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Fabrics are the future


Fabrics are the future

Yoel Fink stands under an unassuming LED ceiling lamp wearing what appears to be just an ordinary baseball cap. “Do you hear it?” he asks. Semiconductor technology within the fibers of the hat is converting the audio encoded in light pulses to electrical pulses, he explains, and those pulses are then converted to sound. “This is one of the first examples of an advanced fabric. It looks like an ordinary hat but it’s really a sophisticated optical communication system.”
Fink and his team are shaping a new destiny for fabrics. Clothing as a communications system: A hat that picks up light transmissions and converts them to sound can hold life-saving potential. “Think about pedestrian safety and self-driving cars. Tremendous investments are going into cars. How about the pedestrians? Do we as pedestrians or bikers get to know if the car has detected us?” Fink asks. “With fabric optical communications your baseball cap can not only alert a car to your presence but importantly let you know if the car detected you. Fabrics for the self-driving future.”
This is just one example, Fink says, of how the next generation of fabrics could change how we think about all of them. An MIT professor of materials science and electrical engineering and CEO of Advanced Functional Fabrics of America (AFFOA), a $300 million institute on the edge of campus, Fink is eager to share his enthusiasm for fabrics with the MIT community. “While all of this originated in basic science and engineering, we are focusing our efforts on transition to manufacturing and product,” he says. “We would not be here today if not for MIT’s focus on the importance of transitioning technology to the marketplace.”
Fink is a high-energy ideas person. He walks quickly and talks even faster during a tour of the AFFOA facility. He and his staff lean toward the same casual clothing – t-shirts and jeans (his are typically black, “the fastest way to lose two pounds” he quips), and there is a pronounced clarity of purpose as he darts through the building, highlighting the rapid prototyping space and describing AFFOA’s national advanced fabric prototyping network and the dozens of fabric ventures it’s helping to get started.
The overarching plan is to increase the value of fabrics to society, transforming them from something you buy-use-throw away to a platform for experiences and services such as communications and design-on-demand. Transforming fabrics requires new types of fiber technologies that encompass communications, energy storage, color change, physiological monitoring, and more. “We are proposing a ‘Moore’s Law’ analog for fibers,” Fink says. Just as the capabilities of microchips have grown exponentially over the last several decades, the capabilities of fibers are about to take off.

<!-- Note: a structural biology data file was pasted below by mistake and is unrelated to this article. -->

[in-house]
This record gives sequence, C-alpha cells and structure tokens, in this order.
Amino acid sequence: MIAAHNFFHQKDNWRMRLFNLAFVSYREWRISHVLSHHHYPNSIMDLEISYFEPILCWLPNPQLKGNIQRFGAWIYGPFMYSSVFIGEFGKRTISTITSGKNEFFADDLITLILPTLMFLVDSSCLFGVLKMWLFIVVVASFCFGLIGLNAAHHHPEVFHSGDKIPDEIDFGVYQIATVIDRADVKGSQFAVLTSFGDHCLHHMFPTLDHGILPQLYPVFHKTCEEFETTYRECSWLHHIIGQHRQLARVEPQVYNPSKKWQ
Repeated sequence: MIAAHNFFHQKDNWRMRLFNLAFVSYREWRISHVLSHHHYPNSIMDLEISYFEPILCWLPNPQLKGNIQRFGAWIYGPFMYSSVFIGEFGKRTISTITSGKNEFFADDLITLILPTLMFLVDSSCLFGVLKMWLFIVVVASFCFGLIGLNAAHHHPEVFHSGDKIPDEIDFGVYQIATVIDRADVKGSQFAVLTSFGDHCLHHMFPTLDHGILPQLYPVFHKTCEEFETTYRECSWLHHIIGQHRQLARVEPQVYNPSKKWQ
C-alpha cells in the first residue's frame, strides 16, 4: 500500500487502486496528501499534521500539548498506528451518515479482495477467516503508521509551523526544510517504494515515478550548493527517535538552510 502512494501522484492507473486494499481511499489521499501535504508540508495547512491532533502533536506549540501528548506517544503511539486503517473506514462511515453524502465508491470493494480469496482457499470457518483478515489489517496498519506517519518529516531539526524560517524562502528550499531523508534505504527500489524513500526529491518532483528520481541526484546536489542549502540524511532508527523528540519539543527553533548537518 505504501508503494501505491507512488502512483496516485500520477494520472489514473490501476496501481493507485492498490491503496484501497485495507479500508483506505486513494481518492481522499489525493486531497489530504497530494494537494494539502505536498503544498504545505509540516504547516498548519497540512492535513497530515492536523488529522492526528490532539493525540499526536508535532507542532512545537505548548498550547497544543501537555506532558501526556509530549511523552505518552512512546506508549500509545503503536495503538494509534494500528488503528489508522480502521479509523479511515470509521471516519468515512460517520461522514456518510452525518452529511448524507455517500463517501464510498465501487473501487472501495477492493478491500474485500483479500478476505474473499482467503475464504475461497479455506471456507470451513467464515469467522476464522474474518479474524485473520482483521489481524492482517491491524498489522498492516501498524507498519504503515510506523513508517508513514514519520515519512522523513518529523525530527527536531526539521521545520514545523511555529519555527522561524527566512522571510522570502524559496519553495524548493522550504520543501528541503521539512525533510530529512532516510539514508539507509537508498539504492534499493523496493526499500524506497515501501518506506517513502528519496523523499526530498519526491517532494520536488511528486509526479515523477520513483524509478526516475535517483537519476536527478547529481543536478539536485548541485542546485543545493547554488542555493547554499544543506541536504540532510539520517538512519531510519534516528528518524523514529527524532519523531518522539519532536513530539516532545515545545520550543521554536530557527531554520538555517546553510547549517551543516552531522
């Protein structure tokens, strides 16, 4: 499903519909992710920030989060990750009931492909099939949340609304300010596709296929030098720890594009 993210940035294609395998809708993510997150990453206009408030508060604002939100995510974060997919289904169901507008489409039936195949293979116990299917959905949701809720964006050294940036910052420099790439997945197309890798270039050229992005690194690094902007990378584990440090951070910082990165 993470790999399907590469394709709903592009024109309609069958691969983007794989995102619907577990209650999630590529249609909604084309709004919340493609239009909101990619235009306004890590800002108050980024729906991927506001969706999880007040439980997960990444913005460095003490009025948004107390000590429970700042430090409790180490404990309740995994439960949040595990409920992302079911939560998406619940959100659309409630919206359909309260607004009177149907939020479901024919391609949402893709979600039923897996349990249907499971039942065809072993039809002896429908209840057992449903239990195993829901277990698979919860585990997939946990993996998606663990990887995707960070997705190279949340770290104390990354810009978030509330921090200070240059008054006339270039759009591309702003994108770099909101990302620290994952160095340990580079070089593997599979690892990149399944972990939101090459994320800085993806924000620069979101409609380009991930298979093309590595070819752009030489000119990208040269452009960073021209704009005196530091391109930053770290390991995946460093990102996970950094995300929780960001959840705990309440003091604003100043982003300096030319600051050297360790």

To enable a transformation of this magnitude one needs partners, AFFOA has assembled 130 organizations into a national advanced fabric prototyping network. Many from industry are involved in dozens of projects aimed at getting “Moore’s law fibers” into their products and processes. To rapidly engage industry and academia AFFOA has launched an innovative MicroAward program that is 12 weeks in duration and involves rapid iterations between AFFOA and a member seeking to address challenges in getting advanced fibers into fabrics and product. “At AFFOA our year is 90 days long. We call it shot-clock innovation,” says Fink.
These new “advanced fabrics” incorporate high-speed semiconductor devices, including light-emitting diodes and diode photodetectors, into soft fabric materials. “A lot of groups in the world today talk about ‘smart fabrics’ but in fact end up just inserting conductive materials into fabrics,” Fink says. “Metals on their own cannot do very complex operations. You can’t compute with a piece of metal,” Fink says. “To get sophisticated functionality into anything, you better involve the basic ingredient of modern technology – a semiconductor, which is what we are focusing on. We like to think about fabrics as the new software, capturing the opportunities to create new experiences and services through fabrics much in the same way that software has done over the past decade. For that we need not only technology but importantly entrepreneurs and investors to achieve that transformation and industry to make the product and help inform consumer preferences.”
Fink traces the root of his success to MIT’s meritocratic culture, it’s entrepreneurial spirit, the presence of mentors, and embrace of game-changing ideas. As an MIT student, Fink developed the confidence to ask a group of professors a question that led him to the basis for the discovery of a new type of mirror that has since been commercialized and used to treat hundreds and thousands of patients as part of a life-saving medical device. It also laid the groundwork for the creation of AFFOA. “I think there is a lot of respect for students built into the system at MIT. People realize that ideas come from different directions and from all levels, that student sitting in front of you may eventually discover a cure for a disease, discover a fundamental law or form a great company so you are always listening. I found my calling at MIT and that led to where I am today,” he says.

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